Still, the question remains to what extent dispersed precarious subjectivities can actually become common. If general precariousness designates what we all share but also what distinguishes and separates us from others by precarity, how can we imagine practices that are oriented not solely to the self and one’s own milieu, but rather to living together and common political action?[32] It is here that Lorey provides her most promising framework for those struggling under governmental precarisation. She states that it is precisely in the ambivalence between sharing and separation, commonality and difference, conjunction and disjunction that a fearsome and constituent power can be established.[33] By rejecting the immunising warding off and negation of incalculability, contingency and vulnerability performed by the state, the precarious have the potential to refuse to allow themselves to be divided for the protection of some against the threatening others.[34]


By means of personal and affective encounters with people that share the same condition, we can gather and act together, without necessitating a clear collective identity. It is through the articulation of a variety of lived singularities that the common question of the precarious can be addressed. Because a singularity never exists alone and independently, it always refers to a multiplicity of mutually interrelated singularities. Most importantly, a singularity is itself constituted by multiplicity. As Lorey says: ‘no identity characterises a singularity, but rather the dynamics of a unique multiplicity.’[35] As such, the precarious is in a permanent process of change, a process of becoming, a process of constituting. Specifically in this indeterminacy emerges a potential that can subvert the disciplining of governmental precarisation time after time. In this sense, we might go along with Lorey and begin to see that the normalisation of precarisation is not a threat to be protected from, but rather the conditions for an insurgent form of politics that could act as a basis for resistance against the conditions that produce (self-)precarisation.


Sarah Charalambides <s.charalambides AT> is a PhD candidate in the Department of Visual Cultures at Goldsmiths, University of London.



Isabell Lorey,  State of Insecurity: Government of the Precarious, Aileen Derieg (trans.), London: Verso Books, 2015. ISBN 9781781687147. 148 pages.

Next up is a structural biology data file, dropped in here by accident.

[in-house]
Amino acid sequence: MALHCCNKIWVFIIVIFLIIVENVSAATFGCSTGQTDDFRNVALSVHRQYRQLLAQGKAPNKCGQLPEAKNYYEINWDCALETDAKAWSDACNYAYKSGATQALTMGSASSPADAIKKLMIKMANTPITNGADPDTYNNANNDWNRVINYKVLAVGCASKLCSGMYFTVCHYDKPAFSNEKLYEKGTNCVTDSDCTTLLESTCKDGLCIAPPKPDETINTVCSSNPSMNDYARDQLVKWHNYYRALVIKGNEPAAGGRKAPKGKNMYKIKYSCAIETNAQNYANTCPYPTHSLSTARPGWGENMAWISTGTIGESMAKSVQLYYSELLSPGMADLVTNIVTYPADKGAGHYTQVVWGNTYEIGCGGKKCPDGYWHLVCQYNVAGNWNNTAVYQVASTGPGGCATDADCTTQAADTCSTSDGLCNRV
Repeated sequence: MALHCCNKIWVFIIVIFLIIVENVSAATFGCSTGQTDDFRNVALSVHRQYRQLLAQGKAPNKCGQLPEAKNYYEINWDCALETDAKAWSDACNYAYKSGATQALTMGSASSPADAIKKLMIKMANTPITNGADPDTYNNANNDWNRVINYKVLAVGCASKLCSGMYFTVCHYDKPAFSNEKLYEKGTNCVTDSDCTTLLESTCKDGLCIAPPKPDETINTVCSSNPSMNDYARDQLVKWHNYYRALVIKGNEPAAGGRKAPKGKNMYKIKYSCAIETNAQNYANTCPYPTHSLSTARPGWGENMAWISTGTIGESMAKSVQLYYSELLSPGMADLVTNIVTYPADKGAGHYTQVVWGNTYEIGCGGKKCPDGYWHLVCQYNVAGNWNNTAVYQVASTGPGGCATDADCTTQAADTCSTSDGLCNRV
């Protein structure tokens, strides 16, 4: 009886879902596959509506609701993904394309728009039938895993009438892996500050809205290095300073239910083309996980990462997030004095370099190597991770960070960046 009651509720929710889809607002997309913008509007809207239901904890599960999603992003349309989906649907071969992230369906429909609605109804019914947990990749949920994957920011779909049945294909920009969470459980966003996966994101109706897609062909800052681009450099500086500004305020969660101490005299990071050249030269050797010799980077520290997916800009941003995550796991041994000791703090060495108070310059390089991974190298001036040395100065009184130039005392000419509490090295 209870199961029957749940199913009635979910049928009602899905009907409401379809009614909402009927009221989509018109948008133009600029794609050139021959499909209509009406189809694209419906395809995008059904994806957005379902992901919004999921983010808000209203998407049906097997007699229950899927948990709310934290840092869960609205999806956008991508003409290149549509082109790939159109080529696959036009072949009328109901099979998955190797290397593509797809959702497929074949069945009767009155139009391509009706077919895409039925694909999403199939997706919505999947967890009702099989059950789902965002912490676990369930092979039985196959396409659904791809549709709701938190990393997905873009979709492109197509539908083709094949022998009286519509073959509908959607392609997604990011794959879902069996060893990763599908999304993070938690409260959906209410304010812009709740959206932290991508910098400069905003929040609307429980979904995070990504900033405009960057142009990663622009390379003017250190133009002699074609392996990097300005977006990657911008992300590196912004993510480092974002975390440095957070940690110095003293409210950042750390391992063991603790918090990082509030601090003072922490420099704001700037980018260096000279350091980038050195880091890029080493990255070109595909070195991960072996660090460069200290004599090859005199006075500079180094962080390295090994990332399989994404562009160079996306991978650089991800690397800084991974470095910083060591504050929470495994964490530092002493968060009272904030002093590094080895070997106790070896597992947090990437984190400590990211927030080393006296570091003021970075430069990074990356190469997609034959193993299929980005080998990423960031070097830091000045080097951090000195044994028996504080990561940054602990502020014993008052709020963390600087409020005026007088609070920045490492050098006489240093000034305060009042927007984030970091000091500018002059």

[1] Isabell Lorey is a political theorist at the European Institute of Progressive Cultural Policies in Berlin and teaches social science, cultural and gender studies at several universities in Europe.

[2] Lorey, op. cit. State of Insecurity. p.18.

[3] Ibid. p.21.

[4] Ibid. p.22.

[5] Ibid. p.13.

[6] Ibid. p.23.

[7] Isabell Lorey. ‘Becoming Common: Precarization as Political Constituting.’ (trans. Aileen Derieg) e-flux: Searching for the Post-Capitalist-Self, no. 17 (2010): available online at: [18 September 2014].

[8] Lorey, op. cit. State of Insecurity. p.13-14.

[9] Ibid. p.73.

[10] Paolo Virno. A Grammar of the Multitude: For an Analysis of Contemporary Forms of Life. New York: Semiotext(e), 2004: 52.

[11] Lorey, op. cit. State of Insecurity. p.103.

[12] Ibid. p.85.

[13] Ibid. p.87.­­­

[14] Ibid. p.101-102.

[15] Ibid. p.7.

[16] Ibid. p.46.

[17] Ibid. p.58-59.

[18] Ibid. p.6-7.

[19] Ibid. p.108.

[20] Joost de Bloois. ‘Making Ends Meet: Precarity, Art and Political Activism.’ Stedelijk Museum Bureau Amsterdam (19 August 2011): available online at: [15 April 2014].

[21] This neologism brings together the meanings of ‘precarious’ and ‘proletariat’ to signify both an experience of exploitation and a new political subjectivity. In his book The Precariat: The New Dangerous Class (2011) Guy Standing argues that precarious workers form a distinct social class with separate conditions and interests from other workers.

[22] Cf. Brett Neilson and Ned Rossiter. ‘From Precarity to Precariousness and Back Again: Labour, Life and Unstable Networks.’ The Fibreculture Journal, vol. 5 (2005): available online at: [24 October 2013].

[23] Stakhanovite are model workers in the former Soviet Union, who were exceptionally hard working and productive.

[24] Precarias a la Deriva is an initiative between research and activism which arose from the feminist social center La Eskalera Karakola in Madrid, initially as a response to the general strike in Spain in June of 2002.

[25] Lorey, op. cit. State of Insecurity. p.92

[26] Ibid. p.94.

[27] Ibid. p.97.

[28] Ibid. p.69.

[29] Ibid. p.19.

[30] Isabell Lorey. 'Autonomy and Precarization.’ (trans. Aileen Derieg). In: Pascal Gielen. Mobile Autonomy. Organizing Ourselves as Artists Today. Amsterdam: Valiz, 2015 (forthcoming): 48.

[31] Lorey, op. cit. State of Insecurity. p.15.

[32] Ibid. p.90.

[33] Ibid. p.19.

[34] Ibid. p.110-111.

[35] Lorey, op. cit. 'Autonomy and Precarization.’ p.49.­­­